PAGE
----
One of the most thought provoking moments (among many) is the ending, where Tashi encounters a quote on a stone: “How can one prevent a drop of water from ever drying up?” to which the answer is given as: “By throwing it into the sea.” This is taken as a sign that he is drying up and needs to be back in the sea of the monastery. The overall theme is that life in the monstery life is not perfect, but there is more suffering in engaging the life beyond the monastery than inside it. It also speaks very clearly to me that one’s vocational path can become weary, but the grass is not always greener in other places or roles. In one sense, if you’re looking for a happy ending the movie doesn’t resolve well, and yet, if you look deeply into it, it does resolve well because everyone returns to what they believe they are called to be doing. However, the movie dies not condemn nor judge Tashi, but simply observes his choices.

For me the movie speaks strongly of choices yet of discerning the right pathway and being authentic to that pathway (dhamma). Other traditions would talk about sowing and reaping, or – what goes around comes around, or further still – be careful what you wish/pray for. It moved me deeply, I found it hard to rejoin the world for a time after the movie had finished, such was its impact on me. For me it invites the question of – what sea should I be thrown into in order that I not dry up?

Paul,

pvcann.com

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The Noise of Silence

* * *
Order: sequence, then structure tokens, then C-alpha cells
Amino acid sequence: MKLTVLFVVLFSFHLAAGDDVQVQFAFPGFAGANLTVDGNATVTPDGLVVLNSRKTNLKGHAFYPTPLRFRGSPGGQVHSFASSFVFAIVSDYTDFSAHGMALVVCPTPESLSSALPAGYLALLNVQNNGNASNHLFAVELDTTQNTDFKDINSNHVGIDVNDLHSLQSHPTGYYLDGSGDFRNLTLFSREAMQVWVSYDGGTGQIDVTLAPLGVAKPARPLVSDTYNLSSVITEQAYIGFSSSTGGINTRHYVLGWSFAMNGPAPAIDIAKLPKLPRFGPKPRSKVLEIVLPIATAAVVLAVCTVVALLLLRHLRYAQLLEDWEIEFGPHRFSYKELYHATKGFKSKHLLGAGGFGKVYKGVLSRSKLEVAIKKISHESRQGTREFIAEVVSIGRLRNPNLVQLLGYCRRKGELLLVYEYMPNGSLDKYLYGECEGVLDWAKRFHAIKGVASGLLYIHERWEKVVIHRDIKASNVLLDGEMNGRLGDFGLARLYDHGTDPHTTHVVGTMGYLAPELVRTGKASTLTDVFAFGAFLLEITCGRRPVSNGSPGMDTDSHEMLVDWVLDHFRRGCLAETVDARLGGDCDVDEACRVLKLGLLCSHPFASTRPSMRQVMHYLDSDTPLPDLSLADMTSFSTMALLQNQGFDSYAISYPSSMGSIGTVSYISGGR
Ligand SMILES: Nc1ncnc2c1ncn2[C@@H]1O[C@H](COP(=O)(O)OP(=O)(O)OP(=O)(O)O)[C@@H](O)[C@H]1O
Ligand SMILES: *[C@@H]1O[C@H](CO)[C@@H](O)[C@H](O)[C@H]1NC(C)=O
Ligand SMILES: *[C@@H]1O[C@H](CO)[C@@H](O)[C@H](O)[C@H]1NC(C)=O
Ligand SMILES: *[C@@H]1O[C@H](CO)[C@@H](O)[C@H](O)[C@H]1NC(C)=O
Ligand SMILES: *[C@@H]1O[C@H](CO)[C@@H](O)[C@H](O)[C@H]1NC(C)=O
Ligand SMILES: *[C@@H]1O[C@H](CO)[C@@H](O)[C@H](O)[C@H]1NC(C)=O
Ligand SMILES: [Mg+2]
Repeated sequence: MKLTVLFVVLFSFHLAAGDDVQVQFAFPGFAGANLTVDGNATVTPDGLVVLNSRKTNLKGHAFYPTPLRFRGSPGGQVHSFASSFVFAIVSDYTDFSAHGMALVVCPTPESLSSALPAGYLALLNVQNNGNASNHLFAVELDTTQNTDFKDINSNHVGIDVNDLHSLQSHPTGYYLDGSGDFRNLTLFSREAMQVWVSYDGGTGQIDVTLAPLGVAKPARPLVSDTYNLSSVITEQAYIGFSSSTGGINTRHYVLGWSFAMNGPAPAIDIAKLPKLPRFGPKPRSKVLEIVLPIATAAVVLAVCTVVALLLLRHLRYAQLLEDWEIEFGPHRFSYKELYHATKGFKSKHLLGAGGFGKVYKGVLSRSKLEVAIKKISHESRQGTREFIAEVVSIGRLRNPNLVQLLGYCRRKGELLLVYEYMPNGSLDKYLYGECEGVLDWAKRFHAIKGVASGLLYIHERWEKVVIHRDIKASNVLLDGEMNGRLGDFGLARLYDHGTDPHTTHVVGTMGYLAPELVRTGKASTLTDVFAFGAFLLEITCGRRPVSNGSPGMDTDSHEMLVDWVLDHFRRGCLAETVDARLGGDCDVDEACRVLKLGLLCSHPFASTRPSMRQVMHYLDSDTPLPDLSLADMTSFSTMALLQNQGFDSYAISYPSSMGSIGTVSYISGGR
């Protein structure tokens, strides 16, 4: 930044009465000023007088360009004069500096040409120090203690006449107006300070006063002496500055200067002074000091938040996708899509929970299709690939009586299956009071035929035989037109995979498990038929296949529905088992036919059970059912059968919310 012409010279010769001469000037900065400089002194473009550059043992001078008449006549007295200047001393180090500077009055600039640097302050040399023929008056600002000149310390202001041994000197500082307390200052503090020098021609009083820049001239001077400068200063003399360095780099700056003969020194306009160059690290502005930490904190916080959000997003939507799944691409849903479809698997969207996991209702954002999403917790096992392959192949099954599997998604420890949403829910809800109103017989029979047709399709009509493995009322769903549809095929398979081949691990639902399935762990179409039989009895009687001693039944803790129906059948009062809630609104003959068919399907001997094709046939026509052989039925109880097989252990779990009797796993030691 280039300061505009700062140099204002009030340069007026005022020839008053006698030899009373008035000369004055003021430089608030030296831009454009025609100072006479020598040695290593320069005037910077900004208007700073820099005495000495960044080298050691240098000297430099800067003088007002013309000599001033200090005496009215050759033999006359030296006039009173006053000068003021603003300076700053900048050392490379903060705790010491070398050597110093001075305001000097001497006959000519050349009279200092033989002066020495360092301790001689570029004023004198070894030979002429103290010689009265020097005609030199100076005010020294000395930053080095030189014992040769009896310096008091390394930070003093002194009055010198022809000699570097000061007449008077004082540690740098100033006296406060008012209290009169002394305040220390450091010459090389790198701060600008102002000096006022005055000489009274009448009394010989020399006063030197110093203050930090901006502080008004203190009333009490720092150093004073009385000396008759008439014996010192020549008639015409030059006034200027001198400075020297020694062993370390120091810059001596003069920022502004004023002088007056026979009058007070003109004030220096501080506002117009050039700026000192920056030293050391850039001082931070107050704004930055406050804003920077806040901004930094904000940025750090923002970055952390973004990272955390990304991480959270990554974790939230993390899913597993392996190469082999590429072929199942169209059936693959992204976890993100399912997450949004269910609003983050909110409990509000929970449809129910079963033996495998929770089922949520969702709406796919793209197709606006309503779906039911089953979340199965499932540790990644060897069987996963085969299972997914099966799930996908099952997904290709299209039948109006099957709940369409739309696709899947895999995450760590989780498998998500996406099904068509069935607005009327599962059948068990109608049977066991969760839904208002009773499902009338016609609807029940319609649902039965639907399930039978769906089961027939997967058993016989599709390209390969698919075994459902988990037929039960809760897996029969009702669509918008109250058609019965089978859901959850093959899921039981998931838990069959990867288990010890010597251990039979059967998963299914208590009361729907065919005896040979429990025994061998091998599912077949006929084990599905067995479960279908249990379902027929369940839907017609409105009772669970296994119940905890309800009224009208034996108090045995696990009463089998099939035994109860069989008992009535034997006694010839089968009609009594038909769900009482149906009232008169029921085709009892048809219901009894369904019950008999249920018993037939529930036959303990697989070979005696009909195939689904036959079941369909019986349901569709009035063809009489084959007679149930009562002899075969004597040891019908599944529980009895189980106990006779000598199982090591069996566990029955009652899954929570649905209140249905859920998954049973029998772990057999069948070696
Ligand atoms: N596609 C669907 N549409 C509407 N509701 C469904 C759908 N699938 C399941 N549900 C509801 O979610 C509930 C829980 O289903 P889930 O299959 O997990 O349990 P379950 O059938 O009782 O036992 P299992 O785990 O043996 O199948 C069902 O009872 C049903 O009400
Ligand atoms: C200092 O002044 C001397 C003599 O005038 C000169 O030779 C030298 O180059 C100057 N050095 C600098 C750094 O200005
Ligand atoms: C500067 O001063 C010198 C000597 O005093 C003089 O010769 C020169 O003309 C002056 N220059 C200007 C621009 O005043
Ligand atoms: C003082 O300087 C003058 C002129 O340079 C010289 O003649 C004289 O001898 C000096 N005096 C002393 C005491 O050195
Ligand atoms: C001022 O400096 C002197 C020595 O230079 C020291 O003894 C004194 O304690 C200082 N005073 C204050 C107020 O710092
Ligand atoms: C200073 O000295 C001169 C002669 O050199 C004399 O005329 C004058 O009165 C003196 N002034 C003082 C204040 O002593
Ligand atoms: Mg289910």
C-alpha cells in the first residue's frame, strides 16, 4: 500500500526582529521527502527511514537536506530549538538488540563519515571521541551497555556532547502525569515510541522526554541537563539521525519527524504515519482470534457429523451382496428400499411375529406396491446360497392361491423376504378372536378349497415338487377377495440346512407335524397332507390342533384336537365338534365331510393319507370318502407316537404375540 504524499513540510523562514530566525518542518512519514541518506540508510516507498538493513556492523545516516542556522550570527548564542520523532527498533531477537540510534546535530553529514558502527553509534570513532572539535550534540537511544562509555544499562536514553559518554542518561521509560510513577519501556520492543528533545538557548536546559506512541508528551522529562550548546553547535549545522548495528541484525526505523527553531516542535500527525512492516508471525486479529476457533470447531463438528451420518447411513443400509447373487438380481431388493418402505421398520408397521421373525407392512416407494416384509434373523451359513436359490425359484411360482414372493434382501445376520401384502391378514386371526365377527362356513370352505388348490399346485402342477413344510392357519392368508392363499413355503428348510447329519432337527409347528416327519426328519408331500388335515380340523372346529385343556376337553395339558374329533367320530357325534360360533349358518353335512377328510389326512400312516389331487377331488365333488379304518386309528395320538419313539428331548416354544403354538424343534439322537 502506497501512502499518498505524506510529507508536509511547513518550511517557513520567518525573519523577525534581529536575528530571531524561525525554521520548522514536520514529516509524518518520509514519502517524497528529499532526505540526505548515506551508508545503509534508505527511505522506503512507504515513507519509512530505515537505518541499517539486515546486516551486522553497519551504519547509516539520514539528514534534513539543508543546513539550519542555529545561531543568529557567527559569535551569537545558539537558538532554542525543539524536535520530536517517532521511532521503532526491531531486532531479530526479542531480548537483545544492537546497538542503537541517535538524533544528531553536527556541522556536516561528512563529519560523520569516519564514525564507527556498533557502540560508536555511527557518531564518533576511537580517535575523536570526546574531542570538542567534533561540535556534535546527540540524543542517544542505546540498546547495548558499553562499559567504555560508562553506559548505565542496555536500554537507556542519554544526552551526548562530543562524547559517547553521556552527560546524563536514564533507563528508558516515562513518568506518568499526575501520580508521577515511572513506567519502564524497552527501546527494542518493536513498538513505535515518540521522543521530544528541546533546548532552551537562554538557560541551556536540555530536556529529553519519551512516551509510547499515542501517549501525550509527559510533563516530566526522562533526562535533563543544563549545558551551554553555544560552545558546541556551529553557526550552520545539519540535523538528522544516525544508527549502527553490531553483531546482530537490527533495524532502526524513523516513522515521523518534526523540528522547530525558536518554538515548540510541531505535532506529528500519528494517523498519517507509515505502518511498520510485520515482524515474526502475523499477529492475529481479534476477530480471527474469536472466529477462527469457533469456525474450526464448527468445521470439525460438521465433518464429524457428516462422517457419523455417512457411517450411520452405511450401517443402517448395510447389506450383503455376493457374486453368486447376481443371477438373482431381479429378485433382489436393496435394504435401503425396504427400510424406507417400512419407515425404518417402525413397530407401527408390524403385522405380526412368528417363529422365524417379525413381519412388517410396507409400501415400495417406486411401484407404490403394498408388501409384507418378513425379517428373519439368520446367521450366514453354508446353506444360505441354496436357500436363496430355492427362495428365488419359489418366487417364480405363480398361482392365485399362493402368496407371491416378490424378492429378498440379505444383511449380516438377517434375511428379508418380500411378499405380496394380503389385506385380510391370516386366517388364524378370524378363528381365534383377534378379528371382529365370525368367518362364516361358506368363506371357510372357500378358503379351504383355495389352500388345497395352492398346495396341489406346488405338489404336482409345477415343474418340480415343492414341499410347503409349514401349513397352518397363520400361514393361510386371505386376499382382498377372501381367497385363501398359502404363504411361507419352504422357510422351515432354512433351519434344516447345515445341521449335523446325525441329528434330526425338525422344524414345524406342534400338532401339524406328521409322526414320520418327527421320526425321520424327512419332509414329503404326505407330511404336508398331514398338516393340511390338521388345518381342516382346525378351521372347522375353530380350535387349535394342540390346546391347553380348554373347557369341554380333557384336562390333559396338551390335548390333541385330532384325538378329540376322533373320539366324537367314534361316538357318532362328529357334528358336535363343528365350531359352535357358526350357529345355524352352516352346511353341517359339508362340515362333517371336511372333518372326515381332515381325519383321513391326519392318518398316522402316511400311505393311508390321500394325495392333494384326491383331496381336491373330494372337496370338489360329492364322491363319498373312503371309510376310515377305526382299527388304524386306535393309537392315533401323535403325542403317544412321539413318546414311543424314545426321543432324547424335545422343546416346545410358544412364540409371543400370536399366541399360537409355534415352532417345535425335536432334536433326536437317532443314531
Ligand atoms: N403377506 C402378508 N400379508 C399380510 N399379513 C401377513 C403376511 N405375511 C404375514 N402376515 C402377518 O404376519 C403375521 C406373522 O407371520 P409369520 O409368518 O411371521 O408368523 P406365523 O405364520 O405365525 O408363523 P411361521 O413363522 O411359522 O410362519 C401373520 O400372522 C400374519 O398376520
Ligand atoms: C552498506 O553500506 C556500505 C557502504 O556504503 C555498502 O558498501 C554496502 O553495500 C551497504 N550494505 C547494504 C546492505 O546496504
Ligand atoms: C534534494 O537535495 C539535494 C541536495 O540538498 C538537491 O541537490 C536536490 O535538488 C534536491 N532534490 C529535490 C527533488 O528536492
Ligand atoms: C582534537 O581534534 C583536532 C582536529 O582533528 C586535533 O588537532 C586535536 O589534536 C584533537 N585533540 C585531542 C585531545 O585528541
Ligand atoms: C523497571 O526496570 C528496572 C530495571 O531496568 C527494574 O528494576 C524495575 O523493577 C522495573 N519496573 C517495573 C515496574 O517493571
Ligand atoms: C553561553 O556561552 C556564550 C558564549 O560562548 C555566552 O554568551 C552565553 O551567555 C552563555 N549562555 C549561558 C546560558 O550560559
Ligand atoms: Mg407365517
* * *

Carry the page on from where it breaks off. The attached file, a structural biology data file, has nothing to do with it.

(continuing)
via Daily Prompt: Noise

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Nightfall just south of Marla (South Australia) so peaceful, the silence is powerful.

I often think of noise differently. I often hope my silence is noisy, as a sense of presence, a calm, so that my silence shouts to the world – there is another way. I was once in a contemplative space and someone interrupted the silence some of us were enjoying, and I quipped, sarcastically, “Is my silence interrupting your noise?” Sometimes silence isn’t noisy enough to grab other people’s attention so that they can see it, feel it, and know it. There are times I hope it is an example, as we say of meditation, we hope our non-reactive silence is helpful and calming. Remember the old saying: “Actions speak louder than words.”

With the noise of deadlines, electronica, health issues, discord, celebrations, shopping centres, busy roads, bustling streets, the jarring noises of life can be debilitating, energy sapping. But silence is a worthy noise. Silence is a contempative stance, a space to claim against the heft of noise, and a place to rejuvenate. It is pleasant work, and it is work because you have to work hard to make the time for silence, and to stick at it. But is work that is deeply invested in your health, body, mind and soul.

And silence is the only space in which we can meaningfully hold ourselves and others with an ear to empathy and compassion. I personally find my reflective and contemplative practices increase my ability to empathise, and to compassionately engage with others. For me an investment in silence is the best noise to engage with.

Paul,

pvcann.com